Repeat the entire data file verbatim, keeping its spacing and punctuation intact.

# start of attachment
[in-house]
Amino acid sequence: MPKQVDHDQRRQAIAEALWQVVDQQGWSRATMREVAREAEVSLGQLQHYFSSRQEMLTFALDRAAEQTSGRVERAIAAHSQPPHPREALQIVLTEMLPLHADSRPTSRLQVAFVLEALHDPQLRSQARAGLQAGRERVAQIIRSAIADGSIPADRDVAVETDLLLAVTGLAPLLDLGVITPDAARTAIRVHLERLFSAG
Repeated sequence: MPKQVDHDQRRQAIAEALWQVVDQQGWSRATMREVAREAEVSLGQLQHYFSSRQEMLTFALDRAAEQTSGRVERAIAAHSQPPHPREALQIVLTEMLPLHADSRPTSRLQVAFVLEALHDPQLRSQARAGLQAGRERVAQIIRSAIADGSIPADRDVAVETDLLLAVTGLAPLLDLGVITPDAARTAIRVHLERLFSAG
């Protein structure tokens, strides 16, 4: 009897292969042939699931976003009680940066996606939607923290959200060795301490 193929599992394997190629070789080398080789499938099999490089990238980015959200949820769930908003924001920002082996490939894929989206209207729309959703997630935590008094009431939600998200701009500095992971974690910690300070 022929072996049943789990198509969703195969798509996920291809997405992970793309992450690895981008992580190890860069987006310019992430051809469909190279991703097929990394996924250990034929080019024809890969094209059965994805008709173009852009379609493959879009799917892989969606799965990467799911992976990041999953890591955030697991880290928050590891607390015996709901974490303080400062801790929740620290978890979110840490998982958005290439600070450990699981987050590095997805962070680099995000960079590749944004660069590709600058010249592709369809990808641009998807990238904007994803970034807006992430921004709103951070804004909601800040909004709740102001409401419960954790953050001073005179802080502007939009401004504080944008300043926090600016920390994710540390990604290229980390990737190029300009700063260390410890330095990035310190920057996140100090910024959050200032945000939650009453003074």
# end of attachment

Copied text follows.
[in-house]
Amino acid sequence: MPKQVDHDQRRQAIAEALWQVVDQQGWSRATMREVAREAEVSLGQLQHYFSSRQEMLTFALDRAAEQTSGRVERAIAAHSQPPHPREALQIVLTEMLPLHADSRPTSRLQVAFVLEALHDPQLRSQARAGLQAGRERVAQIIRSAIADGSIPADRDVAVETDLLLAVTGLAPLLDLGVITPDAARTAIRVHLERLFSAG
Repeated sequence: MPKQVDHDQRRQAIAEALWQVVDQQGWSRATMREVAREAEVSLGQLQHYFSSRQEMLTFALDRAAEQTSGRVERAIAAHSQPPHPREALQIVLTEMLPLHADSRPTSRLQVAFVLEALHDPQLRSQARAGLQAGRERVAQIIRSAIADGSIPADRDVAVETDLLLAVTGLAPLLDLGVITPDAARTAIRVHLERLFSAG
């Protein structure tokens, strides 16, 4: 009897292969042939699931976003009680940066996606939607923290959200060795301490 193929599992394997190629070789080398080789499938099999490089990238980015959200949820769930908003924001920002082996490939894929989206209207729309959703997630935590008094009431939600998200701009500095992971974690910690300070 022929072996049943789990198509969703195969798509996920291809997405992970793309992450690895981008992580190890860069987006310019992430051809469909190279991703097929990394996924250990034929080019024809890969094209059965994805008709173009852009379609493959879009799917892989969606799965990467799911992976990041999953890591955030697991880290928050590891607390015996709901974490303080400062801790929740620290978890979110840490998982958005290439600070450990699981987050590095997805962070680099995000960079590749944004660069590709600058010249592709369809990808641009998807990238904007994803970034807006992430921004709103951070804004909601800040909004709740102001409401419960954790953050001073005179802080502007939009401004504080944008300043926090600016920390994710540390990604290229980390990737190029300009700063260390410890330095990035310190920057996140100090910024959050200032945000939650009453003074």